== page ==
Wednesday, November 06, 2013

The ultimate citadel of humanism

Here I go again. It seems lately that these posts drift more and more toward memoir, toward summing up, toward drawing together the raveled treads of a life. What started almost ten years ago as a continuation of my 20 years of science essays in the Boston Globe -- essays that aspired toward a spritely objectivity -- has become willy-nilly an exercise in self-indulgence. That so many of you have stayed for the ride suggests, I hope, that we share certain life-experiences, and that together we articulate a Tao, a way, a common aspiration to "ironic tenderness."

Here is another kind of summing up, one of Rembrandt's many self-portraits, this one painted in 1660, at age 53, towards the end of the artist's life. Its permanent home is Kenwood House in London. (Click to enlarge.)

I could say something here about silence and ironic tenderness. The painting embodies silence, yet speaks volumes about the inextricable tangles of the human condition. But I don't need to say anything. It has already been said by the writer John Fowles on the last page of his own summing-up novel, Daniel Martin, in a passage I copied into my journal sometime back in the late 1970s.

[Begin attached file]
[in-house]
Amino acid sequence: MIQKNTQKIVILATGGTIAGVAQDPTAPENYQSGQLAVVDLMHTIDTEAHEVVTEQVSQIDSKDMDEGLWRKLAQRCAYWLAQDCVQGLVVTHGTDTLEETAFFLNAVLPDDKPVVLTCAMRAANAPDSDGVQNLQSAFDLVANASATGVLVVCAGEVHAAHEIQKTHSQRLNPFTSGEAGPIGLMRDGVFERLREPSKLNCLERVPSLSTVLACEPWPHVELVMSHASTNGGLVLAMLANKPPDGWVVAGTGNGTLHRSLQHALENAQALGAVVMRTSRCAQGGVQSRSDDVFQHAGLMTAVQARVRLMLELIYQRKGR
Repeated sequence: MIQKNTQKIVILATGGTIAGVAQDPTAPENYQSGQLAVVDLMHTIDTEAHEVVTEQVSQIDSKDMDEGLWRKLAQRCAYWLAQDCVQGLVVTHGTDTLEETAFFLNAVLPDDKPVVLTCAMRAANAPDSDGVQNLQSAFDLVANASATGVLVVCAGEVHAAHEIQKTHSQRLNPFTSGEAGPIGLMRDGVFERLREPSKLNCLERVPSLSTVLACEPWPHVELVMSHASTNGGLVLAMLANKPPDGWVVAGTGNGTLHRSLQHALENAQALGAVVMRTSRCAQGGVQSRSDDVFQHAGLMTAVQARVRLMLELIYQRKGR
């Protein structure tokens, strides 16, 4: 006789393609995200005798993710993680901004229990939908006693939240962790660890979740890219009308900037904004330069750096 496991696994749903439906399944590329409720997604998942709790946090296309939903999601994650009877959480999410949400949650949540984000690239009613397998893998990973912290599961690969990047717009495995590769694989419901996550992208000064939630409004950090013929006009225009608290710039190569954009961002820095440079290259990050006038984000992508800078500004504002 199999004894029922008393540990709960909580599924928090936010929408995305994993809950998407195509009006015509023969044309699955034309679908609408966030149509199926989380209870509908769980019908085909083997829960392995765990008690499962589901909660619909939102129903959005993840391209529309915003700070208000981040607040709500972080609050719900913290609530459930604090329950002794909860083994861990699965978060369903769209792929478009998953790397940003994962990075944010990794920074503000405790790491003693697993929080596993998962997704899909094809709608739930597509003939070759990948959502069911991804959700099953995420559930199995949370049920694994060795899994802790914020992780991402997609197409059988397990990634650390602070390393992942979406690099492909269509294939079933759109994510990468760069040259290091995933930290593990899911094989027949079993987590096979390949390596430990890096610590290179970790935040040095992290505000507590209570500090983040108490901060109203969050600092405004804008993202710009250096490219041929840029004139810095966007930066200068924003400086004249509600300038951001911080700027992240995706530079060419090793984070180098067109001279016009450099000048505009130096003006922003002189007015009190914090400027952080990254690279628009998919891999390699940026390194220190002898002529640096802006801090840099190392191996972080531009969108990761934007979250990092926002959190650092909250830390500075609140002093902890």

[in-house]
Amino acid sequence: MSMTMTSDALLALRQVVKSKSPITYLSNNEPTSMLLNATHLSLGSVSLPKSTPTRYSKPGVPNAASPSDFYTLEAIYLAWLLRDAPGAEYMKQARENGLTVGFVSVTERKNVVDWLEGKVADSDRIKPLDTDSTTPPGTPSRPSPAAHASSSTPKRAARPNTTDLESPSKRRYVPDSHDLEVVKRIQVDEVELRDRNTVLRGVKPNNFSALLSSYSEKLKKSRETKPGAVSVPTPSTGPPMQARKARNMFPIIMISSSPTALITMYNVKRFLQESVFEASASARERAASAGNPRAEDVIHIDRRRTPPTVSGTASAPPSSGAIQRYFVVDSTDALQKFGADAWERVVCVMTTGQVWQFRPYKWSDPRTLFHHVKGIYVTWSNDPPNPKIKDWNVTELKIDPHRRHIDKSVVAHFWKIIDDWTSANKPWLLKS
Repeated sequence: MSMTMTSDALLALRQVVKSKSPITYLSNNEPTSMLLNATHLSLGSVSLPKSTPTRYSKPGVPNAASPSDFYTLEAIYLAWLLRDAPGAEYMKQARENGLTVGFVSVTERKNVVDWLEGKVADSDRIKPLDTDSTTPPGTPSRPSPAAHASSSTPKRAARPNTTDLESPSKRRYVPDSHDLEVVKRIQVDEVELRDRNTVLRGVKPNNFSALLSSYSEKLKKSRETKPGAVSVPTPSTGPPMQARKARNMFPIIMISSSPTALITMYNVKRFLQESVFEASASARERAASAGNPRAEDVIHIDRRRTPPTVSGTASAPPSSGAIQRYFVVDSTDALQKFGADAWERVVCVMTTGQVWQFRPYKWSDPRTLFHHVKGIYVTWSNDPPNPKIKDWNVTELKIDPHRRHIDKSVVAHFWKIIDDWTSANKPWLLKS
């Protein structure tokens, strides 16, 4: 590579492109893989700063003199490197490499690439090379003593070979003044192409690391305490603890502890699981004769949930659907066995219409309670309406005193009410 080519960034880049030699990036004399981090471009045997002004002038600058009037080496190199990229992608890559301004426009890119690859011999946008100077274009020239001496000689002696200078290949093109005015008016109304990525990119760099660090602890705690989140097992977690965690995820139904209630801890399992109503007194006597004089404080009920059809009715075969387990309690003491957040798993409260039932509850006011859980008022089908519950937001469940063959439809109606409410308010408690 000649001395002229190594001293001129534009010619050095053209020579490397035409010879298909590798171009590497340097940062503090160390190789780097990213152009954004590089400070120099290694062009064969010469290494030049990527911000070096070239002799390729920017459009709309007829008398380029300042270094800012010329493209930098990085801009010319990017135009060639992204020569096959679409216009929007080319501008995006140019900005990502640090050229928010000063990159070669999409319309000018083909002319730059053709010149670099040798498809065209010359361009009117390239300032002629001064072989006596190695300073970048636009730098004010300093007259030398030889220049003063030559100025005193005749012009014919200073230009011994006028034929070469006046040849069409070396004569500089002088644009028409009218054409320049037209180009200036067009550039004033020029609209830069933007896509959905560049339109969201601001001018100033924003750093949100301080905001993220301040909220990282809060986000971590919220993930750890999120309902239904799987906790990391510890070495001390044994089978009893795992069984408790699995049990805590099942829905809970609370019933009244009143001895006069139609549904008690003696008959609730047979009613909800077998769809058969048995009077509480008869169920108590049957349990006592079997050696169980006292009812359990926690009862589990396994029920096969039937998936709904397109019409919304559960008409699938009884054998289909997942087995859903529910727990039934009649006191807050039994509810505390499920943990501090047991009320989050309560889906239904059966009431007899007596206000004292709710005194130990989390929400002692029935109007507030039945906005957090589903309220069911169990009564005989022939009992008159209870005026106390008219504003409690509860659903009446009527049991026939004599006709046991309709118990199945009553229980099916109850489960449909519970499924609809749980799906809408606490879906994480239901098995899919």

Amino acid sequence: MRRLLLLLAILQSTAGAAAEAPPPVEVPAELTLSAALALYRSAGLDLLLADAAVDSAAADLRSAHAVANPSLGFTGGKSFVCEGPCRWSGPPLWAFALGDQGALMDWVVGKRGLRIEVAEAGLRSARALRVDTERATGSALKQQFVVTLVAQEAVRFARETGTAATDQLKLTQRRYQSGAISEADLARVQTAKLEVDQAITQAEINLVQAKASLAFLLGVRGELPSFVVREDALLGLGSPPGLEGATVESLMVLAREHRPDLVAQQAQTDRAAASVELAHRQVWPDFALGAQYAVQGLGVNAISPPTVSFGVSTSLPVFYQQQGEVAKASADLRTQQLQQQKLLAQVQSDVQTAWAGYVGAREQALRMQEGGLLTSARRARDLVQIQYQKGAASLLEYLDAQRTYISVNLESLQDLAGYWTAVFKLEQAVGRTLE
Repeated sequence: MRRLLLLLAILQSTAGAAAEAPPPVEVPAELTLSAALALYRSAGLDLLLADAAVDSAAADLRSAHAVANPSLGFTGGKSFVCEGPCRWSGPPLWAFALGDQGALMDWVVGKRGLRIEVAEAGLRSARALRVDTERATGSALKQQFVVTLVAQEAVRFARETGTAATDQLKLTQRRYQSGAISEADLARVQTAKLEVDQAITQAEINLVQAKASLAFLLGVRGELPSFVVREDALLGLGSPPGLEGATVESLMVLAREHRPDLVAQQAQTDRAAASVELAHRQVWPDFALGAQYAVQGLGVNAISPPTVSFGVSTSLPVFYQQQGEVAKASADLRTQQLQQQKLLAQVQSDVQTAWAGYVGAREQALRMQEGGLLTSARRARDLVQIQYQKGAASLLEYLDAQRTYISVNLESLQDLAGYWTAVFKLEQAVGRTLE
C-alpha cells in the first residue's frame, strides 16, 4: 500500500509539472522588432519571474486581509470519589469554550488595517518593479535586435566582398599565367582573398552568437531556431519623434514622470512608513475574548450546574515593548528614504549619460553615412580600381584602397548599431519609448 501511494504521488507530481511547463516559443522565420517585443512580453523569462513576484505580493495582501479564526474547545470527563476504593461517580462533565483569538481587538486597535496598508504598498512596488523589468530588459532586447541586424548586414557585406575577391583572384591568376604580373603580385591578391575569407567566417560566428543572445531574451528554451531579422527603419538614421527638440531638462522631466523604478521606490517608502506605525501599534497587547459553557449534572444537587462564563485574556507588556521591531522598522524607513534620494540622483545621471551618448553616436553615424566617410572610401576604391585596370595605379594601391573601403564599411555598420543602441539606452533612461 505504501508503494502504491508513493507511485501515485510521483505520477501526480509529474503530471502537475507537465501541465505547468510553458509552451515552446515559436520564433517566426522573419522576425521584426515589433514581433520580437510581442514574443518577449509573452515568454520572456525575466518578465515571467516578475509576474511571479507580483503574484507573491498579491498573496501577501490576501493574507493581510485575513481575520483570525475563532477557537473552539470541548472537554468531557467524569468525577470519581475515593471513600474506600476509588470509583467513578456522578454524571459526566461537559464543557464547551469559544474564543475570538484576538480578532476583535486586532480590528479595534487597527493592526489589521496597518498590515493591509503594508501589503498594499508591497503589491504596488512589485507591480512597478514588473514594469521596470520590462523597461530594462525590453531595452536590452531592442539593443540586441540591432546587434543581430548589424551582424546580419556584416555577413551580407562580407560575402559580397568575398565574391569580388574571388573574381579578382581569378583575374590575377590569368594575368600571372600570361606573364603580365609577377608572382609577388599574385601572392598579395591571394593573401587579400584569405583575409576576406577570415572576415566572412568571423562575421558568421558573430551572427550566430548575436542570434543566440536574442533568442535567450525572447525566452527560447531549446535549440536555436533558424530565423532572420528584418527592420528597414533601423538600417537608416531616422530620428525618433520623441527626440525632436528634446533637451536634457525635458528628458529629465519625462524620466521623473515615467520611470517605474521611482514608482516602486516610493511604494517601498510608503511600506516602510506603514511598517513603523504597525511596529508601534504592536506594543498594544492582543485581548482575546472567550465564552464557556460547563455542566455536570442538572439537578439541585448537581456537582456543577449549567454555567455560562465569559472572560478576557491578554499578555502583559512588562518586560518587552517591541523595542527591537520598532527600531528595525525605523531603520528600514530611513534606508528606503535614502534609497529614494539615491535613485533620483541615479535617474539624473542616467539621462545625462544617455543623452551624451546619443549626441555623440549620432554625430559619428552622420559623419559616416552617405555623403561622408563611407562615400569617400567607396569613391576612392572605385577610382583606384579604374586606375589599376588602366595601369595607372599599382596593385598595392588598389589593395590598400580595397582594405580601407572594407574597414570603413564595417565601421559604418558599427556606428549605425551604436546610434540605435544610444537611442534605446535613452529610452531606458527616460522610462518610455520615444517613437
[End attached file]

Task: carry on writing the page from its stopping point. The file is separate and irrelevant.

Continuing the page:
Daniel Martin, the novel's protagonist, has wandered into Kenwood House on Hampstead Heath and finds himself transfixed by the Rembrandt self-portrait:
He could see only one consolation in those remorseless and aloof Dutch eyes. It is not finally a matter of skill, of knowledge, of intellect; of good luck or bad; but of choosing and learning to feel. Dan began at last to detect it behind the surface of the painting; behind the sternness lay the declaration of the one true marriage in the mind mankind is allowed, the ultimate citadel of humanism. No true compassion without will, no true will without compassion.
After a lifetime of relationships, Dan is about to reunite with Jane, the one true love of his life. It is interesting that Fowles uses the word "compassion" rather than "love." It is, of course, what one sees in Rembrandt's face: compassion. Something that springs from somewhere deeper within than love. One can love ice cream; one does not feel compassion for ice cream. Love makes a Hollywood blockbuster; compassion makes a life.

So that, it seems, is what it was all about -- the years, the inextricable tangle. Not skill, knowledge, or intellect, such as they were, but the quiet resolution we see in those soulful Rembrandt eyes. Love happens. Compassion is willed.